Business columnist, with a political twist, for NZ Herald

Keeping Mum: 'Just when you think we're getting somewhere with child abuse...'

Photo / Thinkstock
Photo / Thinkstock

When we think people are beginning to wake up to the various forms of violence that can destroy a child's life; when 'tougher choices' are being debated by politicians, we get a clear message from our courts - yet again - that the judiciary are asleep at the wheel.

Judge Mary Peters has given 20-year-old James Robert Hall a paltry year on home detention for his sadistic and cruel "care-giving" of his five-month-old daughter, which included breaking her legs in five places.

He admitted his guilt, and was 17 at the time of the offending, and for these two factors, got the pathetic starting point of three-years-three-months cut back to the point where the "punishment" has become virtually meaningless.

A man (or woman) who can, with obvious intent and possible pleasure, break a baby's legs, is not a normal human being. Most 17-year-olds would never do this to a baby. This man is disturbed. He's not allowed near his own partner and daughter for a year, but there is nothing to stop him fathering more children, even while on home detention. He's got many more years of fertility ahead. God help us.

It seems that if you are a sex offender there is no end to the hue and cry your movements cause, which is as it should be. But when will we - and our judiciary - take on board the fact that a violence is every bit as ruinous and indefensible? Where is the "child abusers" register? The public meetings? The shame?

Sometimes it is hard to understand where Garth McVicar and co are coming from, but they are certainly, slowly winning the PR fight to have some sunlight thrown on the workings of the judiciary - and it's judgements like this that underscore their points perfectly.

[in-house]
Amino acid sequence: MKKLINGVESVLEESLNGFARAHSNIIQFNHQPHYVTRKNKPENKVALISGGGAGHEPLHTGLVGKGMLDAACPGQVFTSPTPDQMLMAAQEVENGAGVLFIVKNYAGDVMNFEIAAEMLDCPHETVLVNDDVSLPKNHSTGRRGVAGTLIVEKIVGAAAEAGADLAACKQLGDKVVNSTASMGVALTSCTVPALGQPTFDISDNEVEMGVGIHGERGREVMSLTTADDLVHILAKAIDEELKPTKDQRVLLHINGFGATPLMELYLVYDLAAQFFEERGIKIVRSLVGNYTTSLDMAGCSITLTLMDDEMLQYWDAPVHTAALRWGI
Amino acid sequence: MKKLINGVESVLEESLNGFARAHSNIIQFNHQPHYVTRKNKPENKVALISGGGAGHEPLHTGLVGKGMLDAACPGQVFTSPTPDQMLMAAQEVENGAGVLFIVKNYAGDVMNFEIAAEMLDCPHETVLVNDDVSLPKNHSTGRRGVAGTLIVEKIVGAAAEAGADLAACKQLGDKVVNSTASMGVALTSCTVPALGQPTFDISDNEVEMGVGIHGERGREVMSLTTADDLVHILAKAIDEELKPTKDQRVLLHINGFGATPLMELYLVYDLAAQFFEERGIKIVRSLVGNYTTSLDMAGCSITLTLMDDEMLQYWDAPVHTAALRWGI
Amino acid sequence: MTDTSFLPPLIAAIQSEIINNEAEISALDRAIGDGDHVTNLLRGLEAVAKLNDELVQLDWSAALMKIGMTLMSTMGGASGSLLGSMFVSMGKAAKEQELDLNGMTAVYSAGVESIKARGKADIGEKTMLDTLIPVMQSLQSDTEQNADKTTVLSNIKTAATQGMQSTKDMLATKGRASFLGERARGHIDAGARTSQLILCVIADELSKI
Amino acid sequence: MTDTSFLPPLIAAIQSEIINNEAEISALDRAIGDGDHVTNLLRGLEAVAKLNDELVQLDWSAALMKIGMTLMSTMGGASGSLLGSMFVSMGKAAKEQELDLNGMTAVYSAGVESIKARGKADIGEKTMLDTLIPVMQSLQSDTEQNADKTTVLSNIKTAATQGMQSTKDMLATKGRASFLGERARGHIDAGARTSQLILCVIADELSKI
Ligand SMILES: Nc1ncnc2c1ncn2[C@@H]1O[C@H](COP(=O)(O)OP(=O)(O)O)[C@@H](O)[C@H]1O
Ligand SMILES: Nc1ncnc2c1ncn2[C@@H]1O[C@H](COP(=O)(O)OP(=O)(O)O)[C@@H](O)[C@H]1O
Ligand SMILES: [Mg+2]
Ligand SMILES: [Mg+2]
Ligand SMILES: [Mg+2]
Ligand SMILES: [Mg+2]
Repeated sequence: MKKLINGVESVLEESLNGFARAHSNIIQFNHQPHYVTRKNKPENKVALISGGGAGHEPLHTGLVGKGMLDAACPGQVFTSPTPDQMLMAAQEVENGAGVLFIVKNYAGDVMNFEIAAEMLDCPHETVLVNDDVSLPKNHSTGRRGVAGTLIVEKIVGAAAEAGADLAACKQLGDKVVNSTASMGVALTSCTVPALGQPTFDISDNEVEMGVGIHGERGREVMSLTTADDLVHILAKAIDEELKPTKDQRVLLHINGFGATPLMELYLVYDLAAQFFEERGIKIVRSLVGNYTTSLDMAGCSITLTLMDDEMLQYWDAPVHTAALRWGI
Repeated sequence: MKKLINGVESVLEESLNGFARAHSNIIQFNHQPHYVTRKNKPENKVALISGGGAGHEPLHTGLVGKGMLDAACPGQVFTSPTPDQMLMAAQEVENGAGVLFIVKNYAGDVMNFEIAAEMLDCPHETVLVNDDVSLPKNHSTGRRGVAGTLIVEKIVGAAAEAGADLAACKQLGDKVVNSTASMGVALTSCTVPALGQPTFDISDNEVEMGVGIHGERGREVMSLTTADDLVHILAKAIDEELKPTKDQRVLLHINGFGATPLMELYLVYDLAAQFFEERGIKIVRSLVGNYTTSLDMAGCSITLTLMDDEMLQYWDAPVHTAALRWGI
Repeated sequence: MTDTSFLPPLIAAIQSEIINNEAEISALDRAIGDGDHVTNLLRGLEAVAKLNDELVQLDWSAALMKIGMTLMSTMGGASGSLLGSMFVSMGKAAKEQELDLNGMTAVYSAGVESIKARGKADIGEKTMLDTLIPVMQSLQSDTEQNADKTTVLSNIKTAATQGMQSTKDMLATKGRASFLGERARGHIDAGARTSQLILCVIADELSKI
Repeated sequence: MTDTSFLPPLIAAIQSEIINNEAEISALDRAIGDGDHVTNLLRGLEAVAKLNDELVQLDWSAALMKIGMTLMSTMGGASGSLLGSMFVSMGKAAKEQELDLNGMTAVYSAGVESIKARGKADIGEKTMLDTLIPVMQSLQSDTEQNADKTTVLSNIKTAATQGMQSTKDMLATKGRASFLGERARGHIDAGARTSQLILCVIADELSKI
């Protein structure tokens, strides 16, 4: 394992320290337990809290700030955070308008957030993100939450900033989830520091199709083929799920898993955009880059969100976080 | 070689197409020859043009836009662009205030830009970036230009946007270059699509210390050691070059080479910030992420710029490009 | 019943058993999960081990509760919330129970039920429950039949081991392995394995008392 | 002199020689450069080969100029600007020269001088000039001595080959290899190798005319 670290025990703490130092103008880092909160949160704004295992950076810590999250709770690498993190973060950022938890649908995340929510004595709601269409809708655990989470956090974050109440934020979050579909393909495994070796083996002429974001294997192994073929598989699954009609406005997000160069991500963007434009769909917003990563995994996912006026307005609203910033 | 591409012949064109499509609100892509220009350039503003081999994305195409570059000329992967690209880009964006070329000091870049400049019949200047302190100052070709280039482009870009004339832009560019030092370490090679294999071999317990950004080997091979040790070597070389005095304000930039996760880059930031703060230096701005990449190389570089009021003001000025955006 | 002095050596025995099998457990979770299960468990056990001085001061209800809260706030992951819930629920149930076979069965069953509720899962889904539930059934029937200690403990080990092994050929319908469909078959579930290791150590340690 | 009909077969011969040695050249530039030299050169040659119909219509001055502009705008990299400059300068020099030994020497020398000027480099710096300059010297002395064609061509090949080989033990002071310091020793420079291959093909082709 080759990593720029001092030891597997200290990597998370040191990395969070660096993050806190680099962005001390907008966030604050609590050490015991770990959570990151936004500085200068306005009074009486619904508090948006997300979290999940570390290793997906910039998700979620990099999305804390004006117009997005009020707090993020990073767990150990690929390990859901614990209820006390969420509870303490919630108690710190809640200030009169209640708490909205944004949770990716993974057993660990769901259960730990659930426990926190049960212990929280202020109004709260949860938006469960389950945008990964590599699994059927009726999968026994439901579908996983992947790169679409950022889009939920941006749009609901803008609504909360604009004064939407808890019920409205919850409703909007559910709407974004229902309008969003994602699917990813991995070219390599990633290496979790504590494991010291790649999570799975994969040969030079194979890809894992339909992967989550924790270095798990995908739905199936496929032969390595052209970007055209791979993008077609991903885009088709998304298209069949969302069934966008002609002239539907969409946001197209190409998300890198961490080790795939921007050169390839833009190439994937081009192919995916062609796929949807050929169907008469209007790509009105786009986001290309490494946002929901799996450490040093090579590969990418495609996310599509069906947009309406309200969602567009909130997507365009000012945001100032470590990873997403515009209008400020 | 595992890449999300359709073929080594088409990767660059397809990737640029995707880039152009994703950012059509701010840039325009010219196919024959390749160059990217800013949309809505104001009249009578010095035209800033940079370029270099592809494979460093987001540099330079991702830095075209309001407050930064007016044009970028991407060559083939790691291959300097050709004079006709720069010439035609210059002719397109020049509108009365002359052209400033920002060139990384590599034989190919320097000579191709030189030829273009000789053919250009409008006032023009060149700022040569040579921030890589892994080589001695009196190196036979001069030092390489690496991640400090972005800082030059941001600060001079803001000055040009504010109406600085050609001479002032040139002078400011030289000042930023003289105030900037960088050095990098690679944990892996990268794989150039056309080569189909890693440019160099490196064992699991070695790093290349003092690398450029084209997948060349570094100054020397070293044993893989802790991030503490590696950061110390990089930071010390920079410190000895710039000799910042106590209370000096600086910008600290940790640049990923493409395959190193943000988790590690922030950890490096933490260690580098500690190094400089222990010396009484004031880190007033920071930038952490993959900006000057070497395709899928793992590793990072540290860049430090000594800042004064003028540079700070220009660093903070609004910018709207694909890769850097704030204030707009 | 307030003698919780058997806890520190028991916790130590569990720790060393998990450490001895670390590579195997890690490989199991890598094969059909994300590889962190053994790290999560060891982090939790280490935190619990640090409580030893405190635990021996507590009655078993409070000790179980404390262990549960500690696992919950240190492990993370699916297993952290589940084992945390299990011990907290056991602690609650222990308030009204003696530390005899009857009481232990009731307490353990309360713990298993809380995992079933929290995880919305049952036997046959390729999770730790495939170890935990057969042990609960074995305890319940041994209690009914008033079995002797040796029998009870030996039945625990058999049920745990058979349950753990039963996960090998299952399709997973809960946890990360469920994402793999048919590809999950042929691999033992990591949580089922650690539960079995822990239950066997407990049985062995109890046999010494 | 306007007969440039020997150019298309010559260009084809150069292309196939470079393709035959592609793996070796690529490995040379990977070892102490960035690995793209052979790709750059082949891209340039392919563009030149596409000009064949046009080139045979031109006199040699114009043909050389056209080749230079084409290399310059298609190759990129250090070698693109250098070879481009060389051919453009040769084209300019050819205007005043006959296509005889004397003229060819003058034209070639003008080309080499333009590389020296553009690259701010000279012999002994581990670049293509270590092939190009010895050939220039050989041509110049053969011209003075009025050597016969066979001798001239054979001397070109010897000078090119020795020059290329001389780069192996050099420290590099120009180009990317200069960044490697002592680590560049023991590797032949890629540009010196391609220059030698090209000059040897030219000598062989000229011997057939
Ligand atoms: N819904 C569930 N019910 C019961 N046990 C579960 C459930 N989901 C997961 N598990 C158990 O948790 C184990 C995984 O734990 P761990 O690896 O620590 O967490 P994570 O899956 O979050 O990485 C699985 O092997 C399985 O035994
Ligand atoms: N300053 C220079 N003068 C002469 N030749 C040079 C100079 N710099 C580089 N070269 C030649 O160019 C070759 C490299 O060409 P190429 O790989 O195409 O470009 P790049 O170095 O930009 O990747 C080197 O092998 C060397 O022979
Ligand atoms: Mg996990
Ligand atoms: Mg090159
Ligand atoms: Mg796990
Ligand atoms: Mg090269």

If James Robert Hall comes before the courts again for child abuse - and who would bet on the fact he won't? - it would be nice to think that Judge Mary Peters might have to answer for this absolutely ridiculous decision - one that essentially says a young man's on-going ability to train as a decorator is far more important than the safety and sanctity of a helpless baby entrusted to his care.

Due to an increasing number of unpublishable emails, the comment function has been removed from this article.

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Business columnist, with a political twist, for NZ Herald

Dita De Boni is a columnist, commentator and TV producer/journalist. She first wrote columns for the NZ Herald in 1995, moving to daily business news in 1999 for four years, and then to TVNZ in Business, News and Current Affairs. After tiring of the parenting/blogging beat for the Herald Online she moved back to her first love, business (with a politics chaser), writing a column for Friday Business since 2012.

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